Yes, I grew up with a father who was 63 when I was born, so I knew that by the time I was 30, he would already be in his 90s. I always wondered and stressed about what kind of quality of life that would be for him, and how our relationship would change. I had recurring nightmares of him passing away when I was a child, and dreams of me having to save him from dying, things like that. I didn't travel much, and always wanted to do a semester abroad in college, but didn't. I stayed close to home because I feared something would happen. He developed Parkinson's before I turned 20, and it began to slowly deteriorate him. I spent hours and hours every day looking up his symptoms and seeing how he was doing according to how far along in the disease he was. It's ironic how crippling fear like that can kind of not allow you to enjoy being with someone. You know you only have a finite amount of time, but you spend so much time worrying about them passing away that you're not living in the moment and enjoying their presence.
In 2011, my father had a massive stroke. He was left paralyzed mostly, unable to speak, needed a trache to breathe well, and a stomach tube. But his brain was still completely there. He fought hard to stay with us. Along with my brother, sister and mother, we traded off caregiving duties, but it was difficult, with all of us trying to juggle our lives and jobs, and my father not being able to be alone at all at any time. He needed constant care and supervision. I learned how to suction his trache, operate a lift to put him into bed, manuever the wheelchair in places that didn't have ramps (I think I developed super human strength) and to communicate without words using letters on a magnet board. My father lived at home like this for one year. We wouldn't eat in front of him because he could no longer eat, so family dinners were out of the question. We would eat quickly and quietly in separate rooms, trying not to upset him.
Bringing him to family parties was frustrating. People didn't understand his brain still fully functioned, so they would talk around him or talk at him like he was a child. I defended him visciously to others, who didn't understand. I was sometimes too harsh (I was in my early 20's).
I remember being shocked when my father passed away a year later in November 2012. Despite how poor his health was, it felt like the caregiving would never end, and I honestly didn't want it to. I loved him and would've done it forever, no matter the cost.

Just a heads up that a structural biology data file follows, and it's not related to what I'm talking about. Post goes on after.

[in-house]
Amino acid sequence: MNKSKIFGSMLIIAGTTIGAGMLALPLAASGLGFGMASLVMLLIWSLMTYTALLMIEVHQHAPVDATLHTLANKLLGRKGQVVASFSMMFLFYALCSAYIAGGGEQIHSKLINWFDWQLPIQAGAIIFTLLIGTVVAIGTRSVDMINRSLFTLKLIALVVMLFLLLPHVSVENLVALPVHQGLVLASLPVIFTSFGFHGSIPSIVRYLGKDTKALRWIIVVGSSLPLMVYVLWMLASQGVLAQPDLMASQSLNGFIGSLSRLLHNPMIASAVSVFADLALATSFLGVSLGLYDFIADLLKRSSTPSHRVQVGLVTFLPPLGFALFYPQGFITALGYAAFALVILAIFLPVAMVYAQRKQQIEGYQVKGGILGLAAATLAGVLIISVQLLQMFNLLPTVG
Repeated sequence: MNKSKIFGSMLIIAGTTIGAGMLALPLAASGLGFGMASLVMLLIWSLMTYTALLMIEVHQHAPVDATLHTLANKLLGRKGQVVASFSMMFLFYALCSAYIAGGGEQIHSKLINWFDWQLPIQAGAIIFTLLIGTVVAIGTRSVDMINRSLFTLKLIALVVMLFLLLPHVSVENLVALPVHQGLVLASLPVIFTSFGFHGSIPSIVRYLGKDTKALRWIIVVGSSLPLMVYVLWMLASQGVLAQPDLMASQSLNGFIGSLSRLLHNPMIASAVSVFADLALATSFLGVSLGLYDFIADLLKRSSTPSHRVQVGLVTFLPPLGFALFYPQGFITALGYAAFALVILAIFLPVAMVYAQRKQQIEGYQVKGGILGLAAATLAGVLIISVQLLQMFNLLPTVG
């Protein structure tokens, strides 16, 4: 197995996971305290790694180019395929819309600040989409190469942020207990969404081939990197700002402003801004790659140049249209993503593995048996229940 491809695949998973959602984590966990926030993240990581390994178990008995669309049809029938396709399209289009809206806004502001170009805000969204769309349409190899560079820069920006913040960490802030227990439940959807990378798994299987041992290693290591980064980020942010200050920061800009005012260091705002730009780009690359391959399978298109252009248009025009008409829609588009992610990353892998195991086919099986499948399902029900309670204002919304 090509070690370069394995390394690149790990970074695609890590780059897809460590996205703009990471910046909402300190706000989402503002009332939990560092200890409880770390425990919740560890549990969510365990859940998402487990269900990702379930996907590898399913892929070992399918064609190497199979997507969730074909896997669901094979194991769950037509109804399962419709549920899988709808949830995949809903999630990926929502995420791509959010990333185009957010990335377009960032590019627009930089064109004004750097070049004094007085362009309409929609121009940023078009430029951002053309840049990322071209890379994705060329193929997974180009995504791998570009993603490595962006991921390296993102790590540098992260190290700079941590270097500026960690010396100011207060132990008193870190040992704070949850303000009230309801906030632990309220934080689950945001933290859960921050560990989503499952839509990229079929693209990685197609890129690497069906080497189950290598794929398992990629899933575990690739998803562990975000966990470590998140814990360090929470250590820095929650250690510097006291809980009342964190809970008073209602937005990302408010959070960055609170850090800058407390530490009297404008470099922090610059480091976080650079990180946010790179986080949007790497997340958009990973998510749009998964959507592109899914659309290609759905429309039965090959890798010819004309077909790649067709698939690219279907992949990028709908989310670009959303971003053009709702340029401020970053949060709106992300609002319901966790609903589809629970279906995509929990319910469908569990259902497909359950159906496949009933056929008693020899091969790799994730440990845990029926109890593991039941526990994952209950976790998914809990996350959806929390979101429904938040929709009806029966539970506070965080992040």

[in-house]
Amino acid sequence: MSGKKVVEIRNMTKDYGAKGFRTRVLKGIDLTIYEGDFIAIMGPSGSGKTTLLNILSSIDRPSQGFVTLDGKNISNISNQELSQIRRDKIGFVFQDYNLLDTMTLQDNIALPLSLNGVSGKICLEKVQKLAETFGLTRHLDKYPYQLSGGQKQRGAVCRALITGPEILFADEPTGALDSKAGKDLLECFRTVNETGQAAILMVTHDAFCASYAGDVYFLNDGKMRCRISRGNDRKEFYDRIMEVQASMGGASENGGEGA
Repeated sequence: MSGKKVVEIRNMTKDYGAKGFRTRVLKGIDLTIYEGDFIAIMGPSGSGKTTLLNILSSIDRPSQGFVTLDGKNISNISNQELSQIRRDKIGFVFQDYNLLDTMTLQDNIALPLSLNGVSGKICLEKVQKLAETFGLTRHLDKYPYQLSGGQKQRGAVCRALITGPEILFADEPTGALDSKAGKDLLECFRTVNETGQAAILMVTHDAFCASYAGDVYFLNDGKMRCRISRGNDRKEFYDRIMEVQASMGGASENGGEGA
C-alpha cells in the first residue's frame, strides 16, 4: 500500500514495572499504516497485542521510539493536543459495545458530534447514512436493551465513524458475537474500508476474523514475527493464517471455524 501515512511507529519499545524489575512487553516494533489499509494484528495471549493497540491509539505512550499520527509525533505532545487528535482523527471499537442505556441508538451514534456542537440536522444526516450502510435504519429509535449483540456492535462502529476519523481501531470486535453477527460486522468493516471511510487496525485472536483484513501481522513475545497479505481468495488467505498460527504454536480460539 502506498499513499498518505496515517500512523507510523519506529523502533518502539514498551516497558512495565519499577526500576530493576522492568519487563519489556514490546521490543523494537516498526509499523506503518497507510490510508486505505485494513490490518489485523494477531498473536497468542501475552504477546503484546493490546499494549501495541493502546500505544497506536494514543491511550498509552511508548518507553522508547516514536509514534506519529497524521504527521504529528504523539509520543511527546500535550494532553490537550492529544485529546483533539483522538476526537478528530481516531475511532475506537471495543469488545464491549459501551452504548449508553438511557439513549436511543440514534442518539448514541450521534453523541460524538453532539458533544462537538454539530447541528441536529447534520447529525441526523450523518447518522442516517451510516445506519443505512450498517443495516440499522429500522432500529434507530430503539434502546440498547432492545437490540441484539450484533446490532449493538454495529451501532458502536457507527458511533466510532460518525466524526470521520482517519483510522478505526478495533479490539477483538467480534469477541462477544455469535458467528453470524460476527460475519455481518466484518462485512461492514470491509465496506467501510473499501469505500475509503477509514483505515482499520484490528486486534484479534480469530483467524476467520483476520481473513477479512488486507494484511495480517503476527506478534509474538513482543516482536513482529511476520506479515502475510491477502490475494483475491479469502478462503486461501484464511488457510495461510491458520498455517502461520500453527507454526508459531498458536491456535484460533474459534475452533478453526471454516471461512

It's been extremely gratfiying talking to others about this experience, because us caregivers keep it so secret. We try to look like we have it all together, we sacrifice so much of our lives, and no one knows what goes on behind the curtain.
I really hope to help other people feel less alone in their struggle, as I felt overwhelmed and isolated by mine. I'm just now coming out the other side of it and am learning about this massive, wonderful community.
Victoria, clearly you loved your father very much, and he was a blessed man to have all of you helping him. He must have been a very good man to have inspired so much devotion.
I'm sorry to hear that family dinners were out of the question, in your family's culture. I trust that you all held each other up as a family, and connected and repleneshed each other, in other ways.
If ever your film becomes available through a streaming service or on PBS, let us know. I'd love to see it.
I was a caregiver to my grandmother when i was age 14 until she died, and i found her, when i was 16. Being a caregiver to a beloved elder is a transforming experience. Probably why i've worked as a social worker to help other caregivers, and continued to be one myself with my parents, and probably with my partner eventually, since she has MS.
Thank you for sharing your story. My next question would be, how did your family hold up around your father? Family culture shifts around the neediest member of the family, and sometimes in unhealthy ways (unhealthy for the other members.) How is your mom, and siblings?
Yes, I will keep you posted on the film. We're on the festival circuit now (Chicago next week) and will continue playing festivals through the fall. We're having a theatrical release in late 2017 and will be on VOD as well then. I'm aiming to continue doing screenings (hoping to do educational to speak about things like this with caregiving communities) leading up to that point!
And to answer your questions -- yes, it's strange how everyone is affected differently. My mom is the type that is almost too strong for her own good. She's just now starting to open up about it, but she kept a tight lid on her emotions and I rarely saw her get overwhelmed emotionally, though I could tell it was taking a physical toll.
My brother took it the hardest. I think he's just now coming to terms with everything that happened. But I fought with my siblings a lot over it. Emotions run high when you're exhausted, all of us were so young, and taking care of an elderly father. I acted very unlike the real, adult self I've grown into with them, a lot while my father was still in ICU. We tried not to fight in front of him at home, though I know he overheard some stuff from the other room.
But yes, my brother is just now starting to come to terms with things and it's been difficult watching him accept what happened. You live in this kind of dream-like state for a while when you're caring for someone, none of it seems like it's actually happening sometimes, and then when you come down from it and are trying to figure out your own life, and you have freedom after not having it for a while, it's a lot to contend with.
And wow, you were a caregiver at 14. I can't even imagine what that must've been like. I was 24 at the time, so that's a huge difference. I admire what you're doing a lot and your attitude towards caring for loved ones. I live with so much fear knowing what I've been through that one day I may have to care for someone again as intensely as I did my father, despite having a support system. I feel shell-shocked, in a way.